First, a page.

Small and medium-sized businesses (SMBs) are turning to the cloud for the mobility and affordability it provides. However, SMBs can fall victim to cloud security risks if they aren’t vigilant enough. According to Trend Micro, one of the biggest threats for SMBs when using the cloud is data breach which can be caused by either stolen or hacked devices. Data can be lost — or worse, leaked into the wrong hands — in this scenario. Fortunately, there is a way to combat this cloud security risk, and that’s to choose cloud service providers that offer remote wipe of data in case a device gets compromised.
Another cloud security risk is loss of control over one’s own data, as pointed out by IBM on their Security Intelligence portal. Transitioning to the cloud comes with standardization, but this doesn’t mean entrepreneurs should lose control over theirSMBs‘ data. When entering a contract with cloud service providers, entrepreneurs should ensure the terms and conditions explicitly state who has access to which information, and to what level. Most importantly, data ownership should remain with the client, and not the third-party vendor.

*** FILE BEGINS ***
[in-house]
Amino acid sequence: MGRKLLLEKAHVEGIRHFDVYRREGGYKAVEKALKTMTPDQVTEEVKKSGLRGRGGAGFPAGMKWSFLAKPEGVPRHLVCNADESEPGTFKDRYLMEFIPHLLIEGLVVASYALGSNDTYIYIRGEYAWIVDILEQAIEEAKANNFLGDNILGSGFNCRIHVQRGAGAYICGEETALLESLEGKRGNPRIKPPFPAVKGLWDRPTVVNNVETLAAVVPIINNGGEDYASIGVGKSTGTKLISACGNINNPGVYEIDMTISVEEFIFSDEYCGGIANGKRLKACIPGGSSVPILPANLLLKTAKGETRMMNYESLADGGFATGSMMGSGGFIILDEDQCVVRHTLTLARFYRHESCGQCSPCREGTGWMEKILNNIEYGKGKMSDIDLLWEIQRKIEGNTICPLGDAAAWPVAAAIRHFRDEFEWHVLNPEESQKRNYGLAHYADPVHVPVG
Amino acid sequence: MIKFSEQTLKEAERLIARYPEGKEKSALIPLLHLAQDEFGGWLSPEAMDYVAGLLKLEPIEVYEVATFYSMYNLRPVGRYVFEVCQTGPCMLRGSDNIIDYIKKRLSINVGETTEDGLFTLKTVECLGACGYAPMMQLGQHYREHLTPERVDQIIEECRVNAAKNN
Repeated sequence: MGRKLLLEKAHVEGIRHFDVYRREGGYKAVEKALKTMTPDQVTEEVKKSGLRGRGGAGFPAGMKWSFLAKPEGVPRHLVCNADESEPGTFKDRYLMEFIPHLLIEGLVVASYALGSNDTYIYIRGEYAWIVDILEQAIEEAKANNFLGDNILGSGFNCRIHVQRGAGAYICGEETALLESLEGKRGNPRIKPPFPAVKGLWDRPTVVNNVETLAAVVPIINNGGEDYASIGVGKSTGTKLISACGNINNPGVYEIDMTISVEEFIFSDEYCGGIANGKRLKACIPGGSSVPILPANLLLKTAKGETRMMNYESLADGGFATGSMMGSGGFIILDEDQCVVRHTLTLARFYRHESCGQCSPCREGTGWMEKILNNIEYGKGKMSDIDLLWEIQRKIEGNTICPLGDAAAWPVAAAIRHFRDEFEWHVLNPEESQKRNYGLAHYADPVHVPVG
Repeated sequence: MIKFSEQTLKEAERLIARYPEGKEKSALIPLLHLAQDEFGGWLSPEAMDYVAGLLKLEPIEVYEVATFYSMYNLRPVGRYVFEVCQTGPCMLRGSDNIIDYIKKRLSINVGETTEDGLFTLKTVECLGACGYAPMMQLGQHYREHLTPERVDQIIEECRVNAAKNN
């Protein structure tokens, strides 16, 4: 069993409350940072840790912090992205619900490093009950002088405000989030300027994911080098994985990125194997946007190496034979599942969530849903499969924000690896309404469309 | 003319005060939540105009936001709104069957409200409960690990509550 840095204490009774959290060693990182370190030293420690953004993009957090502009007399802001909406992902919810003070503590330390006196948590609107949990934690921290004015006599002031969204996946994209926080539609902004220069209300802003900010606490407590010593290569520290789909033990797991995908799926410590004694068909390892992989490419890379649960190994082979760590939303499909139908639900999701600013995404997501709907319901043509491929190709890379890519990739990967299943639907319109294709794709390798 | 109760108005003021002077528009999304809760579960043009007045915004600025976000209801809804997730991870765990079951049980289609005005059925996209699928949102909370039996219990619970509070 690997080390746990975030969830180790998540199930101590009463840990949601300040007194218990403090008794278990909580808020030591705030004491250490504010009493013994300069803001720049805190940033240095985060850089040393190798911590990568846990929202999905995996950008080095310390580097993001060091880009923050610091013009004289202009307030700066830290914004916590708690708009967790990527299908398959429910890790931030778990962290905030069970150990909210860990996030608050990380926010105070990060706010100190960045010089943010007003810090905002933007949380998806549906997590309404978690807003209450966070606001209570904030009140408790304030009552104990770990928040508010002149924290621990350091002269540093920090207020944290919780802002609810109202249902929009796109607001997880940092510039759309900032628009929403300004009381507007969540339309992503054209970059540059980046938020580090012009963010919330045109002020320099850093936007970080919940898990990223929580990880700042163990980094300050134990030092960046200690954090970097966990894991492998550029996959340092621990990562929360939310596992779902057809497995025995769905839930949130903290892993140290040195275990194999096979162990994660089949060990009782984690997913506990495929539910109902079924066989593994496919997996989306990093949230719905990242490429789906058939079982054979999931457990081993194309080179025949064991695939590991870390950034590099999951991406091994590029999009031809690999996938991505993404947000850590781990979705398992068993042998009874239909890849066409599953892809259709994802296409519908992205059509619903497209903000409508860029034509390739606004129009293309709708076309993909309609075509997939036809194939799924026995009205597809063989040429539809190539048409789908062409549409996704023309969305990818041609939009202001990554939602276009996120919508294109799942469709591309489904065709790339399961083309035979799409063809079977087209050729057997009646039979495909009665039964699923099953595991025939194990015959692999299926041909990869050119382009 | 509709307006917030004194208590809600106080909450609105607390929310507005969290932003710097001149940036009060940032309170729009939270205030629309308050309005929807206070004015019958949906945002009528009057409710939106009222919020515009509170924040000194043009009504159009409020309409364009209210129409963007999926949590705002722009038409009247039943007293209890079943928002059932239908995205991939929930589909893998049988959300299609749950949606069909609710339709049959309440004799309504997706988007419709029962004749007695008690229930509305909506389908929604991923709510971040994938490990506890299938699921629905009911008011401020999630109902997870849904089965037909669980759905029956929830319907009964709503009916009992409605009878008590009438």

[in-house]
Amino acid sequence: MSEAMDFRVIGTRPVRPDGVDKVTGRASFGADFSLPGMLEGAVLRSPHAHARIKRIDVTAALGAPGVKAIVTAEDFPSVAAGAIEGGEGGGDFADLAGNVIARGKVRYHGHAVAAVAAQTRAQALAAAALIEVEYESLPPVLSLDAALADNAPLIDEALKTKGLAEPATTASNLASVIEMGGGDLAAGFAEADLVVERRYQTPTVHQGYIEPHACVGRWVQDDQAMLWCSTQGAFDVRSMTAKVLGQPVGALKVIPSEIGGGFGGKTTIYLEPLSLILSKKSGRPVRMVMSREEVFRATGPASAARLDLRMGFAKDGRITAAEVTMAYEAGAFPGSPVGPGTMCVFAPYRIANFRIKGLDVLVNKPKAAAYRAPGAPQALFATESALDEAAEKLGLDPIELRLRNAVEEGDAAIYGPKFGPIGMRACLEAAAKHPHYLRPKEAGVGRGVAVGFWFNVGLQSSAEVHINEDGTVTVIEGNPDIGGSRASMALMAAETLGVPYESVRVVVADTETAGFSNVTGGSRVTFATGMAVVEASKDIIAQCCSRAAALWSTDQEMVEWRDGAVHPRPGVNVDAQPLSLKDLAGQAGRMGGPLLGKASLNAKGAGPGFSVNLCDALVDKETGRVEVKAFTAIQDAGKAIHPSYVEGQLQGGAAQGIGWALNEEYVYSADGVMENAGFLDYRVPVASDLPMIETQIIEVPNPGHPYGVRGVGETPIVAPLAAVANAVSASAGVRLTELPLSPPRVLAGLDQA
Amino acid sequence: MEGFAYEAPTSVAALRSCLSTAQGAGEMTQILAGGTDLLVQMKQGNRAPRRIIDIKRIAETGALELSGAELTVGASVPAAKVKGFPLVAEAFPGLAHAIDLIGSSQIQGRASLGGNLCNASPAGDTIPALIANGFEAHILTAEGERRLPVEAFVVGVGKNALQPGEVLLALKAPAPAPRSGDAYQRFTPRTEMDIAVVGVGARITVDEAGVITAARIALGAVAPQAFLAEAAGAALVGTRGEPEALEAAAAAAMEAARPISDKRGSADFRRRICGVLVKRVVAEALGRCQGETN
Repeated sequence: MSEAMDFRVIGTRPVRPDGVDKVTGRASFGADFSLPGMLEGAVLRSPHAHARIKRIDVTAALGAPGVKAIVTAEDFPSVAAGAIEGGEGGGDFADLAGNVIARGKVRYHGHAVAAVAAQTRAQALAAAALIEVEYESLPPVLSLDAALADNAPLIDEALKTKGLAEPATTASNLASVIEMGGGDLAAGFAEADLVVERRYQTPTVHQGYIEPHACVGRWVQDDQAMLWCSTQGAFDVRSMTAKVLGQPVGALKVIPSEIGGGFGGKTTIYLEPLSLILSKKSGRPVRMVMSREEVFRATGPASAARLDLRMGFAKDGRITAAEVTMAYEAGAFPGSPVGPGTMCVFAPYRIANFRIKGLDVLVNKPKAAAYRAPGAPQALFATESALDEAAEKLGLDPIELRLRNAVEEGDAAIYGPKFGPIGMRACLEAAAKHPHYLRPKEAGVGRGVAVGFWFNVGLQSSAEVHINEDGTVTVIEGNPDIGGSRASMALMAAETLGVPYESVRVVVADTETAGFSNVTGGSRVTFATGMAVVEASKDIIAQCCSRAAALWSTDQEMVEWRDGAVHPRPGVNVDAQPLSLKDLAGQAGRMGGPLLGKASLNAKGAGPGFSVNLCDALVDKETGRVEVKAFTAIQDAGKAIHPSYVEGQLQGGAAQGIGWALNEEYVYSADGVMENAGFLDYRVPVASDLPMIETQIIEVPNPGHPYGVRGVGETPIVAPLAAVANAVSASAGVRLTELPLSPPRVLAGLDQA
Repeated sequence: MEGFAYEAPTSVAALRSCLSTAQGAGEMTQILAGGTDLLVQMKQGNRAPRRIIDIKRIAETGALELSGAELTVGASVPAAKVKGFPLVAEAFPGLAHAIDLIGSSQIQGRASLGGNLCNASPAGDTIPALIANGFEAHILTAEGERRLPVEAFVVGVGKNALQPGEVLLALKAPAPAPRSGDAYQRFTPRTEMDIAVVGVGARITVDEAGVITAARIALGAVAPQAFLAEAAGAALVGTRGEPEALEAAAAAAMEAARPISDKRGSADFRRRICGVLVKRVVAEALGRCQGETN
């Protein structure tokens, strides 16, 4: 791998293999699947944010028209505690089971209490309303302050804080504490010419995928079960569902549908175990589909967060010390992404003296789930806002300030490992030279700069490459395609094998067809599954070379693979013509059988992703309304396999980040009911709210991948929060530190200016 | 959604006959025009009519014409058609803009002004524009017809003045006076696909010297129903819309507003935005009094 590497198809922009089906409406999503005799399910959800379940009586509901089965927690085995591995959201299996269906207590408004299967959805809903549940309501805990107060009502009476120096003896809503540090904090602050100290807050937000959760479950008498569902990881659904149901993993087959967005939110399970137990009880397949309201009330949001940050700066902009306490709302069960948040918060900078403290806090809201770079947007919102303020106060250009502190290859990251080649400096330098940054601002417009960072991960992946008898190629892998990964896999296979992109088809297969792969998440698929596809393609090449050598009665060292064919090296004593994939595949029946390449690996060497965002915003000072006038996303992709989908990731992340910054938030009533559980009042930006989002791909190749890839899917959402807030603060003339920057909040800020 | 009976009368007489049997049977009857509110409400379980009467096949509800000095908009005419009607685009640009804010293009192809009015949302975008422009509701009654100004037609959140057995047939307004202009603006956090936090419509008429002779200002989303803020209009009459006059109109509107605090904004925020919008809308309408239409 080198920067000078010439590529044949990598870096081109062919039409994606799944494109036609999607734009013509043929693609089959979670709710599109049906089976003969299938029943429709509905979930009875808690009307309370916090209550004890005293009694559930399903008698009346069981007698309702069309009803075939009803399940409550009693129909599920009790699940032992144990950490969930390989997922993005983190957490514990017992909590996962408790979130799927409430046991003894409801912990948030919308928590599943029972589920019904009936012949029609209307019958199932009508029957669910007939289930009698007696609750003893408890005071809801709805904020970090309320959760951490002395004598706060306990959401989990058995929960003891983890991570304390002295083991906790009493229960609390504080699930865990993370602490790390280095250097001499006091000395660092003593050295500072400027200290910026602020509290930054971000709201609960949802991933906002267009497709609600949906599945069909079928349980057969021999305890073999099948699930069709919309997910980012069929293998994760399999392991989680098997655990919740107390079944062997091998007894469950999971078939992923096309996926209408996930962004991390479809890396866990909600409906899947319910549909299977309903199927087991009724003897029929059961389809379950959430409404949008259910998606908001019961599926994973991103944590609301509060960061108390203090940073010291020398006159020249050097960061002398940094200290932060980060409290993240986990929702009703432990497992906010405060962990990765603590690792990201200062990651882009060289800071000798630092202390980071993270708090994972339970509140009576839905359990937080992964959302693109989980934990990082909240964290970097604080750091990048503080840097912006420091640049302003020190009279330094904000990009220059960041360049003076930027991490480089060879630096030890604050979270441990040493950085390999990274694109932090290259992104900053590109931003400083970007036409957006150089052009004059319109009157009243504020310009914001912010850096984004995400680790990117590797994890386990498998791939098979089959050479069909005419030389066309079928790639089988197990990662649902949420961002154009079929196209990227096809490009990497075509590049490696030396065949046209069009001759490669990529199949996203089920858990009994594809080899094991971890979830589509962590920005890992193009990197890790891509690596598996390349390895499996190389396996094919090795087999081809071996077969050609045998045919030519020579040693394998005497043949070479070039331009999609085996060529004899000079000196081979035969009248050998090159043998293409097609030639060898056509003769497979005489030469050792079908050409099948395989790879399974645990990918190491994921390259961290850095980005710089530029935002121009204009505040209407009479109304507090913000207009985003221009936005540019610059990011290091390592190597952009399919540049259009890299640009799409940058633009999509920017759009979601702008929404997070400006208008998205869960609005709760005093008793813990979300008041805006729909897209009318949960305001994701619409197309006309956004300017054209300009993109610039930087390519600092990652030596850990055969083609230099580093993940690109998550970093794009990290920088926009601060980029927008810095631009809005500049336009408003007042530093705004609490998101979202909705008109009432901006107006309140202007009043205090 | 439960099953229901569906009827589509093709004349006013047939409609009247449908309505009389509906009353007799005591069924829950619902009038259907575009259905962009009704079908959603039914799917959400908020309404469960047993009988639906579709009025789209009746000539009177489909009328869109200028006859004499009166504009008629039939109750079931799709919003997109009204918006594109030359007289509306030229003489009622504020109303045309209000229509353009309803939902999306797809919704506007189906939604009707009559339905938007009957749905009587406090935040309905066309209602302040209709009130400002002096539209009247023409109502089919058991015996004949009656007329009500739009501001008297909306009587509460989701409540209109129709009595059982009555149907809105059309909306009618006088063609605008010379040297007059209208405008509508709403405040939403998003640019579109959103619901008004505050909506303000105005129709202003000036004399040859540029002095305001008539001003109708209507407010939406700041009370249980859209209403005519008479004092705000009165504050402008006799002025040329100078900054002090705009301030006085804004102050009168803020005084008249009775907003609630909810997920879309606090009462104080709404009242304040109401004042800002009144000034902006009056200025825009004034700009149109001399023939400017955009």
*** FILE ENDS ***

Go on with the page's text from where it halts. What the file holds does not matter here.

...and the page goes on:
ITProPortal.com also weighs in with their input. The UK’s leading technology website warned SMBs of the use of different cloud storage services because it poses a cloud security risk. More and more people have been using Dropbox, Box, SharePoint, OneDrive and other similar services to store their personal and professional files, not realizing that these are popular targets for cyber attacks. Stopping employees from using such services is counterproductive (and maybe even impractical), but entrepreneurs can lessen the cloud security risk by applying fine-grained and role-based access control. This means only authorized staff can access specific sections of the cloud storage or use certain features of the cloud service the business is using.
The identification of major cloud security risks should not be a hindrance to SMBs‘ move to the cloud. Rather, these should serve as clear warnings for entrepreneurs to make the transition only when they have done the necessary preparations for it. The cloud is still a practical solution for SMBs with no budget for infrastructure or IT personnel, so it can’t be pushed aside as a less viable option compared to an on-premise solution. In the end, the good does outweigh the bad once the proper security measures are in place.